Collaboration, Education 225
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One thing that I have learned from the course so far are the different kinds of technology that are present in the classrooms as well as their implications. I have always looked down on technology since I find it to be a distraction rather than a aid in learning. Our outlook on technology in the classroom is forever changing and we definitely take technologies (both old and new) for granted. My rose would be the encouragement to "think outside the box" and participate in different ways that differ from my math education. My thorn would be that because my computer is broken, it really discourages me from doing my readings online and participating in the types of technologies we're learning about.
I felt like this unit was a good introduction and laid down the foundation for the class: defining the terms and posing the big questions to contemplate over the course of the semester. It has encouraged me personally to engage with and explore technology that I have been reluctant to experiment with in the past, including prezi and instagram, and I am excited to continue to learn. We have also established initial contact with our pen pals in Ghana and while we are uncertain about the development of that relationship at this point, I am excited about the possibilities. The prospect of an undeveloped structure to this part of the course is exciting but at the same time, a bit anxiety provoking, and so I hope we can help future participants by laying down some sort of structure for them.
Hey everybody, I don't really know if this has any place in this Ecological Imaginings class, but maybe if we can imagine the preservation of women to be a form of ecology, not unlike the preservation of all plant life, animal life.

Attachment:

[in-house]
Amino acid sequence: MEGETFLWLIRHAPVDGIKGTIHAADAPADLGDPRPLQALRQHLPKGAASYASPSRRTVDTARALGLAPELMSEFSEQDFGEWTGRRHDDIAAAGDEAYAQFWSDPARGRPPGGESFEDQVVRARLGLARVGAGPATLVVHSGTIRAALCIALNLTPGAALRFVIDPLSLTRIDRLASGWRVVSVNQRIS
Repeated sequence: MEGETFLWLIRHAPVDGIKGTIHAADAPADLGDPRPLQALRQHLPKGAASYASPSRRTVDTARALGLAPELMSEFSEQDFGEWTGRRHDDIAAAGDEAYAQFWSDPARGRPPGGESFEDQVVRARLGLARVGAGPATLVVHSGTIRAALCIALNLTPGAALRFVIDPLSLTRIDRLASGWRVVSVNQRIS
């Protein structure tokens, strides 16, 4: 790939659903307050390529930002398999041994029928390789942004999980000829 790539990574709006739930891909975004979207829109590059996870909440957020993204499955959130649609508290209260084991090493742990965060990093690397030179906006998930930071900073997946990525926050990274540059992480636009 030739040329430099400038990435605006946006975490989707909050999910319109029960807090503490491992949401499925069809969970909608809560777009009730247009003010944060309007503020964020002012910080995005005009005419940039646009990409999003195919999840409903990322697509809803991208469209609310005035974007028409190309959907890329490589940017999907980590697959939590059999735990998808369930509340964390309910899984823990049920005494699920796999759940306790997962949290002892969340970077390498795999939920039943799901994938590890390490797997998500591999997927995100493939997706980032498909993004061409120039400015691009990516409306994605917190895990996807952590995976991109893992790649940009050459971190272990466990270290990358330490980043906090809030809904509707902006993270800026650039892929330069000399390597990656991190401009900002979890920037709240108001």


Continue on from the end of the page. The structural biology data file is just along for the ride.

I just wanted to call everyone's attention to this excellent documentary currently being shown on PBS on Mon & Tues nights at 9:00 PM. I imagine you guys have lots of time to watch films, yeah! But this is an amazing series.
"Half the Sky" about gender based violence.
Here's the link to the first & second segment:
Hello beautiful Serendip world!
My name is Briana Bellamy, I'm a BMC alum '11. Recently, I returned from an incredible year of living in Nepal, working on a project funded by the Davis Projects for Peace grant. The project was called Sharing Knowledge for Peace, and its basic structure and philosophy grew from something that may be very familiar to some of you: the Teaching and Learning Initiative (TLI). As a sophomore at Bryn Mawr, I became involved with the staff-student branch of the TLI as a student mentor with a wonderful man from transportation services. It completely transformed my experience at Bryn Mawr, and became a huge part of both my sense of community and personal development. The relationships I built through the reciprocal model of the TLI and the deep learning I experienced both in these relationships and in the reflection meeting had a deep impact on me. I went on to become a coordinator for the program, and even wrote my thesis about it, exploring the inner workings of friendship, community, and shared spaces. I knew there was something powerful about the dynamics at play, and I was curious as to how the model of intentional reciprocal teaching and learning relationships could be valuable in other settings.
While in Ghana, I couldn’t help but think about my group’s discussion of NGOs in Ghana and their work, and compare these things to the realities that we saw on the ground. I still have a lot of questions, but my post is long overdue, so observations + questioning will have to be sufficient for now!
During our project, one of the more resonant questions for me was, “How do NGOs collaborate and is this collaboration successful?” I think this question guided some of my observations during the trip.
Observations: Looking around the Dalun Youth Association (DYA) building, I saw some posters, asked some questions. All this happened very quickly, so I’m not 100% this is the correct information, but I’ll relay what I remember and wrote down.
DYA exists to bring the youth together – students gather here and “because they are together, they are stronger and can advocate for the needs of the community, what they see the community needs to develop” (field notes), like new roads to Tamale (which I would also advocate for, for both selfish and unselfish reasons). DYA uses sports as a tool for development – in this rural community, athletic competition is a perfect way to bring people together, both young and old. Once the people are gathered, the youth can spread their message of change. And this message is much more powerful coming from a vibrant, organized youth group.